Is China planning to launch a solar power plant in space?
Reports say that China has a firm plan to launch a solar power plant in space that will help the country get inexhaustible power in 2028, two years before the scheduled time. So this proves that China is planning to generate solar power in space. In addition to this, China is also planning to perform various transmission tests at different orbital altitudes in the next ten years. This idea is part of the country’s space-based solar power station development.
What does the China Academy of Space Technology (CAST) say about the plan?
China’s leading spacecraft maker, the China Academy of Space Technology (CAST) has a plan to conduct a “space high-voltage transfer and wireless power transmission experiment” in the lower orbit of the Earth, in the year 2028. It is estimated that the proposed satellite will have the capability of generating about 10 kilowatts of solar energy. In addition to this, the satellite can also carry a solar cell array, a transmitting array, a microwave transmitting antenna, and a low-power laser transmission pillow across a distance of about 400 kilometres from the initial orbit.
China’s plan to build solar power technology by 2030
China’s plan mainly includes building a proper infrastructure on earth that can be helpful to receive energy transmissions. However, a recent paper released by China Space Science and Technology (CSST) says that the year 2028 will see a first phase test which is further followed by a second phase test in 2030. Both the satellites will be launched into the geostationary orbit and thus will require a huge energy transmission over a distance of about 36,000 kilometres to earth. This mission is expected to generate power of about one megawatt and also features larger transmission arrays requiring on-orbit assembly and medium laser power transmission.
When will the next launches be made?
With the first and the second launch being finished in the years 2028 and 2030, respectively, the phase 3 and phase 4 launches are expected to be done in 2035 and 2050, respectively. The third and the fourth phase launches include an energy generation of about 10 MW and 2 gigawatts with an additional increase in transmission capabilities. However, the spacecraft is expected to require transmission arrays that are larger than a hundred meters and around 1 kilometre, respectively.
Space-based solar power test: China's Aerospace Info Research Institute under CAS carried experiments including 300m line-of-sight microwave transmission using the Zhihai research vessel & 30kg payload on small airship. Early research for potential space-based solar power project pic.twitter.com/923yNzakeR— Andrew Jones (@AJ_FI) August 19, 2021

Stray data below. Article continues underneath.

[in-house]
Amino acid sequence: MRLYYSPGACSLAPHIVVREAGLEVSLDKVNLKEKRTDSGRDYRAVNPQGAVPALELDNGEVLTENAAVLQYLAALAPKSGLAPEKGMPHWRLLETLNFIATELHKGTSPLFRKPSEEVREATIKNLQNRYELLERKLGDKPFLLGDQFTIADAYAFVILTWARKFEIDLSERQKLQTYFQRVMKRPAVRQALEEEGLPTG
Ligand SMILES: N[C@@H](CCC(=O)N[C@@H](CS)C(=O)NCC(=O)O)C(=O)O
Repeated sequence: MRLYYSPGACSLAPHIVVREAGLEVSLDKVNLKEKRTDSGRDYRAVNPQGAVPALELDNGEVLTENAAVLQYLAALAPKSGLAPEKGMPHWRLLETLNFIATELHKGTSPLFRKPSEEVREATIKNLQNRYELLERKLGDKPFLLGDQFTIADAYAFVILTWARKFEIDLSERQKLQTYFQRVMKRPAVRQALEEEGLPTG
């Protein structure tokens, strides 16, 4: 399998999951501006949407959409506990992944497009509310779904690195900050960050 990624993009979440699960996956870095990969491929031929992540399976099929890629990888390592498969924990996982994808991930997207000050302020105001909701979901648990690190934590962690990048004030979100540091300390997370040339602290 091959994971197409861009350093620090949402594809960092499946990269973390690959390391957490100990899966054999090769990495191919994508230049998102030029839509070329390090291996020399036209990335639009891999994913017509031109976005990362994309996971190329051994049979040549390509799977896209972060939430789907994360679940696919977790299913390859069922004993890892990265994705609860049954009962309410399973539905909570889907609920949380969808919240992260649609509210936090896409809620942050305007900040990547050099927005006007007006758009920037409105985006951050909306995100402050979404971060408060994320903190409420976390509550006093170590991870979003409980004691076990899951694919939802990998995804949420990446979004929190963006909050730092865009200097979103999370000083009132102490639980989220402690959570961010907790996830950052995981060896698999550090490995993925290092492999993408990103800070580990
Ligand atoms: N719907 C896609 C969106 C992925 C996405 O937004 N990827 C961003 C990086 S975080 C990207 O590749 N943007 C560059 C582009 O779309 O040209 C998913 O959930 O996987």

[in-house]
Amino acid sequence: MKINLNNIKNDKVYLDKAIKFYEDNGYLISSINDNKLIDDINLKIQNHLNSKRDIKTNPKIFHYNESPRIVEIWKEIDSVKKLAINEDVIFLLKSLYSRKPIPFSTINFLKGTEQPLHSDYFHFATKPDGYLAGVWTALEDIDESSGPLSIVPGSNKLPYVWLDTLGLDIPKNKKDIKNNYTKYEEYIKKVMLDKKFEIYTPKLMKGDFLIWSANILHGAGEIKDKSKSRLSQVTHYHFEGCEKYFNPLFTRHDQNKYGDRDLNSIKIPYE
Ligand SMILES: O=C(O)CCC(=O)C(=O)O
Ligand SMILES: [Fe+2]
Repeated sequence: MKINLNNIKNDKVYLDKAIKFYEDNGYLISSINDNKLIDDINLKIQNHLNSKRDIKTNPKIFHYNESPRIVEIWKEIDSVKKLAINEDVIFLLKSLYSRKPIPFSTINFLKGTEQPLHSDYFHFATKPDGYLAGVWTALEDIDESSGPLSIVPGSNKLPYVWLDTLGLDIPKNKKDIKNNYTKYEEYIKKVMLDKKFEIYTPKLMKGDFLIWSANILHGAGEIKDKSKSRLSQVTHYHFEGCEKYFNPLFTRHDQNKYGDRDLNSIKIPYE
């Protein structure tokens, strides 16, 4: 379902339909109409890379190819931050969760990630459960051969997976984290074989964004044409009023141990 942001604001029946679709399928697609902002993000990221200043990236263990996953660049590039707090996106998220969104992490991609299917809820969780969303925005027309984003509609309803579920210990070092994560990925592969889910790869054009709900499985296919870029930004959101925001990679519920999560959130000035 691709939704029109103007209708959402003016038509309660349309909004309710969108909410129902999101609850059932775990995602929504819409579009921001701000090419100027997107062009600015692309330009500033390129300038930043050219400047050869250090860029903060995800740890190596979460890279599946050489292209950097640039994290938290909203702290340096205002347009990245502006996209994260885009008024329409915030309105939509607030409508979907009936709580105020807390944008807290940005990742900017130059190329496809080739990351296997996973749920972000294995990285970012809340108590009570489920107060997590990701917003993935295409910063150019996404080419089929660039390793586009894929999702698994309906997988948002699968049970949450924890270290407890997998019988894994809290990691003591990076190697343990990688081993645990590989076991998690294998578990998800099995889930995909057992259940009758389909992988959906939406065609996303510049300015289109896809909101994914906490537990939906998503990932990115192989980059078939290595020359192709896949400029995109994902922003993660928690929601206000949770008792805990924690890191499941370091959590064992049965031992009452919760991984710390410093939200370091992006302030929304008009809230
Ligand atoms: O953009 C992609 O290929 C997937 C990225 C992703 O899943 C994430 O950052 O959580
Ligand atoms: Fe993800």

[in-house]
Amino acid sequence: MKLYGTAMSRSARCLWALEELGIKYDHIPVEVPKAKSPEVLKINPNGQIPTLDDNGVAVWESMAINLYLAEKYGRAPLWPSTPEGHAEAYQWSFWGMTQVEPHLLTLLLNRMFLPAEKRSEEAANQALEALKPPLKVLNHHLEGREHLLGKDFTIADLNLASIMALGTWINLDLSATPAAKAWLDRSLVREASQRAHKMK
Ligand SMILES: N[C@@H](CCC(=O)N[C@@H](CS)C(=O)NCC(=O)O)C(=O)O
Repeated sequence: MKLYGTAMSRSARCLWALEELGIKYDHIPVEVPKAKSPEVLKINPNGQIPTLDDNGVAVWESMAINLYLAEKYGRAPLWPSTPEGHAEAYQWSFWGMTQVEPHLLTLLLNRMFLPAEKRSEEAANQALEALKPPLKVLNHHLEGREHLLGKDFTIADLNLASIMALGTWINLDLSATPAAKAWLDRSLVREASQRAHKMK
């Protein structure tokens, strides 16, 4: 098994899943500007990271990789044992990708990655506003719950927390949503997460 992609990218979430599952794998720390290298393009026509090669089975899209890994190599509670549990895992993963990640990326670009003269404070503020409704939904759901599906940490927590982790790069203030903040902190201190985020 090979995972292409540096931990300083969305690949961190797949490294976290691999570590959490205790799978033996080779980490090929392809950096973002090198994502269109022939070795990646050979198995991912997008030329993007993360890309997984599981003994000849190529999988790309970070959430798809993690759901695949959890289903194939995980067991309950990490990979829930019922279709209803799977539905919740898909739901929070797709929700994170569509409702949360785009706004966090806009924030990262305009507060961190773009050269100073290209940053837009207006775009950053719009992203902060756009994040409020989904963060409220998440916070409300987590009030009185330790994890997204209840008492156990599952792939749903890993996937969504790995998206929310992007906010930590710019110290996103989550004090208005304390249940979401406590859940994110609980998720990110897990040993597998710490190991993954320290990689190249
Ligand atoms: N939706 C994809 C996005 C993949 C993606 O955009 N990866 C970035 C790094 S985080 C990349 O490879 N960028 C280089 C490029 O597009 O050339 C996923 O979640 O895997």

What is China’s ultimate goal in launching these satellites?
The four phases of launching the satellites are expected to help China in reaching its ultimate goals of energy security and carbon neutrality. On the other hand, the updated plan is considered a response to the domestic and international development trends in the present world and also in response to the progress in technological research going on.
In 2021, the China Academy of Space Technology (CAST) stated that it is mainly working towards a small-scale electricity generation and is performing the tests with respect to the same in the year 2022. On the other hand, it also mentioned that the smaller tests will potentially lead to a mega-watt level power generation facility by the year 2030. There are various tests being performed by CAST in Chongqing to back up its space-based on solar power research.
In order to perform these tests, a large testing facility of 33 acres is built in Chongqing, which will be further used for the theoretical viability of a space-based solar power station. This huge testing facility is expected to develop mini space transmission technologies in no time. In addition to developing space transmission technologies, the testing facility is also used to study the defect of microwaves that are beamed back to earth on living organisms.
In the last year, CAST tested power transmission over a distance of about 300 metres using a small airship. In another claim in a current development plan by the China Academy of Launch Vehicle Technology (CALT), the idea of using a Long March 9 superheavy launch vehicle for the construction of a space-based power station is brought up. However, this project is far from certain to gain official approval and proceed. On the other hand, space-based solar power is expected to face a lot of challenges, including manufacturing costs, economic feasibility, efficient and safe energy transmission, and cheap and reliable launch services.
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